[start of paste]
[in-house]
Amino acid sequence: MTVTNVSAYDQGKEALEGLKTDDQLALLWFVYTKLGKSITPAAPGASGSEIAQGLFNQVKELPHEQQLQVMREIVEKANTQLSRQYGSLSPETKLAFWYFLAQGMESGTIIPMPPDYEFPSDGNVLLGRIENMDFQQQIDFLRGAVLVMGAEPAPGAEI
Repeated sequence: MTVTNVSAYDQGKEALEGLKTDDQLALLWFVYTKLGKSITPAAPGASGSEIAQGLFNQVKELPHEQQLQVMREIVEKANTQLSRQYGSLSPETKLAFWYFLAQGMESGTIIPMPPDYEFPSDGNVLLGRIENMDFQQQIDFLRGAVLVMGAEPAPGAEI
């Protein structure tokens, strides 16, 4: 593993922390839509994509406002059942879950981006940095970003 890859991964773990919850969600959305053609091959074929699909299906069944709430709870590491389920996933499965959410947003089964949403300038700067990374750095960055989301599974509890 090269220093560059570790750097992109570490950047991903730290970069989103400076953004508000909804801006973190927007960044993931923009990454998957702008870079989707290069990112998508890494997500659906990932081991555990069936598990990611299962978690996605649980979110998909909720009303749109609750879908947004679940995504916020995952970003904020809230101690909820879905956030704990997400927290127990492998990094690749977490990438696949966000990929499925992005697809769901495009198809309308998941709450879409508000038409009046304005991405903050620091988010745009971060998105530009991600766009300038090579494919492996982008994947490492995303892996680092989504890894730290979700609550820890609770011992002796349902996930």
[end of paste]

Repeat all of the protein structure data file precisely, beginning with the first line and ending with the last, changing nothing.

[in-house]
Amino acid sequence: MTVTNVSAYDQGKEALEGLKTDDQLALLWFVYTKLGKSITPAAPGASGSEIAQGLFNQVKELPHEQQLQVMREIVEKANTQLSRQYGSLSPETKLAFWYFLAQGMESGTIIPMPPDYEFPSDGNVLLGRIENMDFQQQIDFLRGAVLVMGAEPAPGAEI
Repeated sequence: MTVTNVSAYDQGKEALEGLKTDDQLALLWFVYTKLGKSITPAAPGASGSEIAQGLFNQVKELPHEQQLQVMREIVEKANTQLSRQYGSLSPETKLAFWYFLAQGMESGTIIPMPPDYEFPSDGNVLLGRIENMDFQQQIDFLRGAVLVMGAEPAPGAEI
């Protein structure tokens, strides 16, 4: 593993922390839509994509406002059942879950981006940095970003 890859991964773990919850969600959305053609091959074929699909299906069944709430709870590491389920996933499965959410947003089964949403300038700067990374750095960055989301599974509890 090269220093560059570790750097992109570490950047991903730290970069989103400076953004508000909804801006973190927007960044993931923009990454998957702008870079989707290069990112998508890494997500659906990932081991555990069936598990990611299962978690996605649980979110998909909720009303749109609750879908947004679940995504916020995952970003904020809230101690909820879905956030704990997400927290127990492998990094690749977490990438696949966000990929499925992005697809769901495009198809309308998941709450879409508000038409009046304005991405903050620091988010745009971060998105530009991600766009300038090579494919492996982008994947490492995303892996680092989504890894730290979700609550820890609770011992002796349902996930």